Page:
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How to judge a cruise ship

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GIGLIO PORTO, ITALY - JANUARY 14: The cruise ship Costa Concordia lies stricken off the shore of the island of Giglio, on January 14, 2012 in Giglio Porto, Italy. More than four thousand people were on board when the ship hit a sandbank. At least 3 people have been confirmed dead and another 50 are unaccounted for. (Photo by Laura Lezza/Getty Images)

GIGLIO PORTO, ITALY - JANUARY 14: The cruise ship Costa Concordia lies stricken off the shore of the island of Giglio, on January 14, 2012 in Giglio Porto, Italy. More than four thousand people were on board when the ship hit a sandbank. At least 3 people have been confirmed dead and another 50 are unaccounted for. (Photo by Laura Lezza/Getty Images)

GIGLIO PORTO, ITALY - JANUARY 14: The cruise ship Costa Concordia lies stricken off the shore of the island of Giglio, on January 14, 2012 in Giglio Porto, Italy. More than four thousand people were on board when the ship hit a sandbank. At least 3 people have been confirmed dead and another 50 are unaccounted for. (Photo by Laura Lezza/Getty Images)

Would you go cruising again? It's a question I've been asked a lot this week, as people take in the shocking stories and pictures of the doomed Costa Concordia.

My answer is a hesitant 'yes' -- but from now on, I'll do my homework extra carefully.

Before she ended up on her side last weekend, there were ominous signs that all was not right on the ship. A quick scan of online reviews by previous guests are less than enticing.

"Butlins-on-sea"; "hairy pizza"; "stale staff"; "disastrous disembarkation"; "horrible"; "beware"; and the ominous "stay away!".

The scathing comments, posted on Cruisecritic.com -- the industry's version of TripAdvisor -- paint a picture of a vessel where life at sea was anything but smooth sailing for some of those who boarded her for a well-earned break.

Before last weekend, cruising was one of the few tourism sectors defying the global recession -- and thousands of Irish people have already booked cruises for the coming year. If you are one of them and are having second thoughts, bear in mind that the chances of a repeat of the Concordia disaster are infinitesimal.

Hundreds of cruise ships take millions of passengers safely and comfortably around the world's oceans every year. But it does make sense to take precautions to protect yourself on board.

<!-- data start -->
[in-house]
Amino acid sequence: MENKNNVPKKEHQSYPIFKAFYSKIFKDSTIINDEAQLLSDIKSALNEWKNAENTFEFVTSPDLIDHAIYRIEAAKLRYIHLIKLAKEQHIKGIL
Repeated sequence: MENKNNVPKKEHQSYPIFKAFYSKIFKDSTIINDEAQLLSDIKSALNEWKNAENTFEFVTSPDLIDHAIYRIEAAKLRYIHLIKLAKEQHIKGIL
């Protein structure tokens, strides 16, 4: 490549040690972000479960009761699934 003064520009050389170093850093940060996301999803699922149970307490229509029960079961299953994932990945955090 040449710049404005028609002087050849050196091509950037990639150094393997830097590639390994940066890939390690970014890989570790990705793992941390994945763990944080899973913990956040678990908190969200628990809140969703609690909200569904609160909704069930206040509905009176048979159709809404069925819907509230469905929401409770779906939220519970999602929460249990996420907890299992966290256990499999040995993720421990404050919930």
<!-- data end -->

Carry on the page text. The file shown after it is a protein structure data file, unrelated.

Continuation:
First, choose a cabin on the upper decks and make sure its door opens with an old-fashioned key, not an electronic card that could leave you trapped inside if the power fails.

If you're worried about feeling claustrophobic, book a verandah.

As soon as you board a ship, work out your fastest escape route and practise putting your life jacket on several times. No matter how you are travelling -- by sea, air or road -- invest in a waterproof waist pack for your passport, cash and mobile phone, and keep it attached to you at all times.

When booking a cruise, don't rely on your travel agent's word alone. Visit a website such as Cruisecritic.com and take on board the comments.

Don't judge a ship on the number of pools or restaurants it has. Companies that keep their liners spotlessly clean with happy staff and good food are more likely to put safety first.

Last weekend's horrific disaster has shattered the image of cruising as an ultra-safe mode of transport. We never thought it could happen in the 21st century, but we now know that just one rocky reef can cause a vast ocean liner to topple over and sink.

We also know that emergency plans can go out the window in the face of impending disaster.

And we've discovered that although a near-death situation often brings out the best in the human race, on the Costa Concordia, it brought out the worst.

As one passenger put it, it was a case of every man for himself.

Women and children were reportedly pushed out of the way as they tried to escape, fights broke out in the struggle to get out of the stricken vessel and injured people were trampled over and left for dead.

The most alarming fact about the tragedy is that significant human error appears to have been the cause.

The coming weeks will shed more light on the bizarre behaviour of the captain and some of his crew.

But international regulations that monitor safety at sea must also be reviewed and strengthened to ensure that a catastrophe of this nature never happens again.

Weekend Magazine